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UPenn's 'Coffee Ring Effect' Research Could Pave Way for Better Coatings, Inks & Paints Formulation

Published on 2011-08-19. Author : SpecialChem

PHILADELPHIA - A team of University of Pennsylvania physicists has shown how to disrupt the "coffee ring effect" - the ring-shaped stain of particles left over after coffee drops evaporate - by changing the particles' shape. The discovery provides new tools for engineers to deposit uniform coatings.

The research was conducted by professor Arjun Yodh, Director of the Laboratory for Research on the Structure of Matter; doctoral candidates Peter Yunker and Matthew Lohr; and postdoctoral fellow Tim Still, all of the Department of Physics and Astronomy in Penn's School of Arts and Sciences.

"The coffee ring effect is very common in everyday experience," Yunker said. "To avoid it, scientists have gone to great lengths designing paints and inks that produce an even coating upon evaporation. We found that the effect can be eliminated simply by changing the shape of the particle."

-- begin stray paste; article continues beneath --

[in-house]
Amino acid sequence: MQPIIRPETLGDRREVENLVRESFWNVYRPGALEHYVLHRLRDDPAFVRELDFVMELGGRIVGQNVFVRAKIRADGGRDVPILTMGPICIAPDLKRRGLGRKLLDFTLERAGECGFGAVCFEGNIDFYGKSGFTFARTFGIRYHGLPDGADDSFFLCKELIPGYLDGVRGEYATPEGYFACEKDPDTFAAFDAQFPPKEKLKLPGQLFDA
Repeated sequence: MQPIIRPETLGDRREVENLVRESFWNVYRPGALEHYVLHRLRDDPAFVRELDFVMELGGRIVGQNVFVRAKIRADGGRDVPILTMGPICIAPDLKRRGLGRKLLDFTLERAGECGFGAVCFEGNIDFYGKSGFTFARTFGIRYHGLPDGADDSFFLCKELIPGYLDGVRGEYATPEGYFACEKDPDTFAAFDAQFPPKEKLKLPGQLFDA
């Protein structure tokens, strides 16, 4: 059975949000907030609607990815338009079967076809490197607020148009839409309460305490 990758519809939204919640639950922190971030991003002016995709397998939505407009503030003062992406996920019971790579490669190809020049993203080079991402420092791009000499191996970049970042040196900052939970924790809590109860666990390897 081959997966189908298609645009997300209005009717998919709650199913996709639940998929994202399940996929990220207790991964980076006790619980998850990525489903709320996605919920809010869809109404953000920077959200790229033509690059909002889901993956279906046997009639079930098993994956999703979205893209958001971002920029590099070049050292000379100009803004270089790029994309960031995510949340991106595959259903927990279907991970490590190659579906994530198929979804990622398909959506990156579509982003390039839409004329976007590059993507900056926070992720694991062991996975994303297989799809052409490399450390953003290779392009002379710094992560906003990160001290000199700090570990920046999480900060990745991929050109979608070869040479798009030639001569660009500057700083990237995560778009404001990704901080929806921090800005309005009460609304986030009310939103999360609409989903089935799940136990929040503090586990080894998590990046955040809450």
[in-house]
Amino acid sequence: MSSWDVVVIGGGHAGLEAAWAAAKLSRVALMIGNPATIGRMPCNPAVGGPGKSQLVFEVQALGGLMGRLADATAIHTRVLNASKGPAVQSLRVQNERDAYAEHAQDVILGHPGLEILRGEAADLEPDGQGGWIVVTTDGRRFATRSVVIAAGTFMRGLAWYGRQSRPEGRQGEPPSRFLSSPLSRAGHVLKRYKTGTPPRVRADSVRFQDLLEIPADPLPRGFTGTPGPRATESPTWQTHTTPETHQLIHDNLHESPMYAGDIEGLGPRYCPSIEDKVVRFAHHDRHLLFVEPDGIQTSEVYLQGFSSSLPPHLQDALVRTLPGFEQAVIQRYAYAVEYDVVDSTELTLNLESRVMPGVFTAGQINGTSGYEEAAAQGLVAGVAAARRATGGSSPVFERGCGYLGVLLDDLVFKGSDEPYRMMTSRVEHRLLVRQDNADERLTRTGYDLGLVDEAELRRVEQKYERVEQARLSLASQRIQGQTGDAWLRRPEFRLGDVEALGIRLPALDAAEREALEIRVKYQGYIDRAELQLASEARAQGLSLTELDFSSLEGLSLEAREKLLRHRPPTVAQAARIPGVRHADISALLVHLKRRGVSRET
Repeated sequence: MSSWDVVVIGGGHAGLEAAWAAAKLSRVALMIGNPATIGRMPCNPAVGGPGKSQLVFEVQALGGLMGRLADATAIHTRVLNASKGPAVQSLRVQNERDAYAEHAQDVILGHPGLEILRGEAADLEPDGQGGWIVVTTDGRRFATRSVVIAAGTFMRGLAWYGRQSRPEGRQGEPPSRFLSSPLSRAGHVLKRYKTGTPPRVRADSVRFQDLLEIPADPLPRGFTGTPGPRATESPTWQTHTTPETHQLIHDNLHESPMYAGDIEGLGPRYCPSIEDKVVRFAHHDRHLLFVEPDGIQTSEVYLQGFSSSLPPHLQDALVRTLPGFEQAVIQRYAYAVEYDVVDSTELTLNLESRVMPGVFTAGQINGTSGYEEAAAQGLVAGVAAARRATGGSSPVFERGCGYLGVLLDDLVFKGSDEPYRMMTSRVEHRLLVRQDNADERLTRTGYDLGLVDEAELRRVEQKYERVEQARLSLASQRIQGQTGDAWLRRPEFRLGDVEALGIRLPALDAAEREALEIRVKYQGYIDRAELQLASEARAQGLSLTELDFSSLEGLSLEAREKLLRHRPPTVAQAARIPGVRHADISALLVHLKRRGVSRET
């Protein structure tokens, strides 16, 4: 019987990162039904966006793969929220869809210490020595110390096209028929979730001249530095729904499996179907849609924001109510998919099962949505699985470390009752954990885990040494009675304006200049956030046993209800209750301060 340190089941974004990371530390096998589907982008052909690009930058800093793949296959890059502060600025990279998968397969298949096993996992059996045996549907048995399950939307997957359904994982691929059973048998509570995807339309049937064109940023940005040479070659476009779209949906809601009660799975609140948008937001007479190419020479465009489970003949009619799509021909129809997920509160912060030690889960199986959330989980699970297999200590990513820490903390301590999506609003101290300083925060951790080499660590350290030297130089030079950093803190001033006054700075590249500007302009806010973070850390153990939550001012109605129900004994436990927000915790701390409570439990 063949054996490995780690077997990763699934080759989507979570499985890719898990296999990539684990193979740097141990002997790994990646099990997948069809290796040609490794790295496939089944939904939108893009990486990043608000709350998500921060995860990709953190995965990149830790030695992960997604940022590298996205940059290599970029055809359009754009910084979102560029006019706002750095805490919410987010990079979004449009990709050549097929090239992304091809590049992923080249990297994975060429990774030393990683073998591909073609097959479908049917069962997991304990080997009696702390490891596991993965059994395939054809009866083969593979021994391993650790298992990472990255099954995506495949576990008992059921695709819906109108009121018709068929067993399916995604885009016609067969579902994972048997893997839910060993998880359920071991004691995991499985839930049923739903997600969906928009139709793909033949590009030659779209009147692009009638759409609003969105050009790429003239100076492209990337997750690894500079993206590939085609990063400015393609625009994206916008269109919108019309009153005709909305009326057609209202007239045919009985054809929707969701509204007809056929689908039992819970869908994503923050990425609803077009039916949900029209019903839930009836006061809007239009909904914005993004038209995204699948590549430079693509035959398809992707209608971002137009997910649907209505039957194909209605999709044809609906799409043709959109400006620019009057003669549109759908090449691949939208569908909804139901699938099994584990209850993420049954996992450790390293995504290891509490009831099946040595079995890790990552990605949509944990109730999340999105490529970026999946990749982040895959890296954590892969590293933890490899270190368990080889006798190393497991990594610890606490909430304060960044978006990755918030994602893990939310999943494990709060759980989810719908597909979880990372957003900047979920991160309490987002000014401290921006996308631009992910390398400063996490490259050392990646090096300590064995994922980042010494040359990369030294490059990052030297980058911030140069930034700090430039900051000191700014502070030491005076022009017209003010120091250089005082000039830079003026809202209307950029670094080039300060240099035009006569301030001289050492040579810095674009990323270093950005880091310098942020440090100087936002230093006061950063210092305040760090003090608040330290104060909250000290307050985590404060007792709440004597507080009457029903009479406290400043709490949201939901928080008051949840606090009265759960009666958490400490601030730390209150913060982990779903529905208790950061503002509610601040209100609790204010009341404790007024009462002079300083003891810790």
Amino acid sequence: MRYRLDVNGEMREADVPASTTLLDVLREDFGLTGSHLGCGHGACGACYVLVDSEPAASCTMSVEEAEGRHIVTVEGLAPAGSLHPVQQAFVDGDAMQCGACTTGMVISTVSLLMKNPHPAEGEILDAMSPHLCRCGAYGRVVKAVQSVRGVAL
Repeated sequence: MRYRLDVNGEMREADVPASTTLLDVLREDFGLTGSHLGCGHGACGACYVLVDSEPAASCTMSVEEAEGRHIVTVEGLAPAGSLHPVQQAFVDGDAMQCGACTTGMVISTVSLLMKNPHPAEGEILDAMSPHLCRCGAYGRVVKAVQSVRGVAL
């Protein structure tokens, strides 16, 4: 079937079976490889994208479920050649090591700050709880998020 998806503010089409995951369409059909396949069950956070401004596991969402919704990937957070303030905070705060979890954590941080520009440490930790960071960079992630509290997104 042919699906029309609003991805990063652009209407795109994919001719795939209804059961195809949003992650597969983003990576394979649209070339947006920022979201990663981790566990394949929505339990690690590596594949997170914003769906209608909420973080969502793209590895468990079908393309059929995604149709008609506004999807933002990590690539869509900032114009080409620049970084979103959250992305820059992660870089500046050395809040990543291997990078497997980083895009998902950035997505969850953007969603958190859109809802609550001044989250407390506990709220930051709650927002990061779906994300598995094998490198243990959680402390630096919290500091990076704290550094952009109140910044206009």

The edges of a water drop sitting on a table or a piece of paper, for example, are often "pinned" to the surface. This means that when the water evaporates, the drop can't shrink in circumference but instead flattens out. That flattening motion pushes water and anything suspended in it, such as coffee particles, to its edges. By the time the drop fully evaporates, most of the particles have reached the edge and are deposited on the surface, making a dark ring.

University of Chicago physicists Sidney Nagel, Thomas Witten and their colleagues wrote an influential paper about this process in 1997, which focused mainly on suspended spherical particles, but it was not until the Yodh team's recent experiments that the surprising role played by suspended particle shape was discovered.

About University of Pennsylvania

With 165 research centers and institutes, research is a substantial and esteemed enterprise at Penn. As of fiscal year 2011, the research community includes over 4,000 faculty and over 1,100 postdoctoral fellows, over 5,400 academic support staff and graduate student trainees, and a research budget of $814 million. The scale and interdisciplinary character of our research activities make Penn a nationally-ranked research university.

Source: University of Pennsylvania Research


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